48 Million U.S. Cases of Food-borne Illness in 2010 Push Industry toward RFID-enabled Food Safety Systems

But who pays for the systems - and who has the clout to bring the food supply chain onboard? New ABI report examines RFID's impact on food safety

1302888293052 10325770
Bookmark and Share
New York — April 18, 2011 — According to the Centers for Disease Control, some 48 million cases of illness in the United States each year are caused by spoiled or contaminated food. Many of these come from fresh produce that is consumed in its raw state.

Two ways to ameliorate this "epidemic" are to improve the control over the conditions in which food is kept as it moves from farm to consumer markets, and to enhance the traceability of food shipments within the supply chain.

New U.S. legislation, The Food Safety Modernization Act, focuses on the establishment of industry-wide data standards for this information, and the law requires the U.S. Food and Drug Administration to develop and publish regulations that address the prevention of food-borne disease outbreaks.

Radio frequency identification technologies could play a role in helping the food supply chain meet the new requirements and decrease incidents of food-borne illness, according to RFID industry analysts at ABI Research.

"RFID systems with temperature sensors can contribute to less tainted produce and provide the same standards-based tracing, while delivering information that could prevent as much as $35 billion/year in wasted produce," said Bill Arnold, a principle analyst with ABI.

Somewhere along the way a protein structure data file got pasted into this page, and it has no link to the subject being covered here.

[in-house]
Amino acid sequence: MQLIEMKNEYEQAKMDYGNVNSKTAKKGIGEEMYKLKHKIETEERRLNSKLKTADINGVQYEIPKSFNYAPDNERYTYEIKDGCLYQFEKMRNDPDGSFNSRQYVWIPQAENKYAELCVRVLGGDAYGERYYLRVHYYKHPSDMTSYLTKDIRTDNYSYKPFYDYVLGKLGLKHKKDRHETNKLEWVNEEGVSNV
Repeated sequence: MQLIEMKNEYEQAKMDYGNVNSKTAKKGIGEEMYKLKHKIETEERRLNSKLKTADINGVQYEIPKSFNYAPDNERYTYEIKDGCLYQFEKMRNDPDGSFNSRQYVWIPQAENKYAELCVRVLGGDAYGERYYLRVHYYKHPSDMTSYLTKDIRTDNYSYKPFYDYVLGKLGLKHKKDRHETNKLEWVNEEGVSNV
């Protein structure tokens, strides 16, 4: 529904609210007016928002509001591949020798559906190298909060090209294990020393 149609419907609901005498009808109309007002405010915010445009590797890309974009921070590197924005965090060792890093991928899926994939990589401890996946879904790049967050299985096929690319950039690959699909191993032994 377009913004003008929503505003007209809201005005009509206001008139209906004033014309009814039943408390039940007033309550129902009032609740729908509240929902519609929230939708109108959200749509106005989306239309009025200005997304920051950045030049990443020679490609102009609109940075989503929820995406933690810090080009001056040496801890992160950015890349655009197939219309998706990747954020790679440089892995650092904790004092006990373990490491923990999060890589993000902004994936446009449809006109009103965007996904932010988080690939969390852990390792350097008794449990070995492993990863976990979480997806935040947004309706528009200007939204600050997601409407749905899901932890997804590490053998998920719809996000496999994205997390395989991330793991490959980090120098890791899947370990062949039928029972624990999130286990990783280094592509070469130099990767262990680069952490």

The initial FDA trials are being conducted in partnership with industry associations such as the United Fresh Produce Association for produce and the American Meat Institute for fresh meats. Once these trials are completed, the question will be: which stakeholders in the industry will actually buy and use these systems?

"That is a very big question," said Arnold. "It is of most benefit to food retailers, but they don't control the harvest point or the shipper, so it's a matter of who decides they either have the clout or the ability to make it happen."

Self-interest and liability limitation will be the motivators, Arnold said. "In some cases large retail chains will buy RFID systems and require their suppliers to use them. In other cases, large food brands such as Dole, Hawaiian Tropic, Chiquita and others may invest to promote their food freshness and safety, allowing them to justify a premium price," according to the analyst.

A new study from ABI, "RFID-enabled Food Safety and Traceability Systems," reviews the Food Safety Modernization Act's impact on food-industry use of auto-ID technology in both the short and intermediate terms. It provides forecasts for the use of RFID-enabled data logging devices from 2010 through 2015 in cold chain applications.

This report is part of the RFID Research Service. More information on the report is available here.

Food Logistics, a sister publication of Supply & Demand Chain Executive, covered the food safety issue in depth in its January/February 2011 issue. Read the exclusive cover story by FL Editor-in-Chief Katherine Doherty here.

Bookmark and Share

Related Links

Related Stories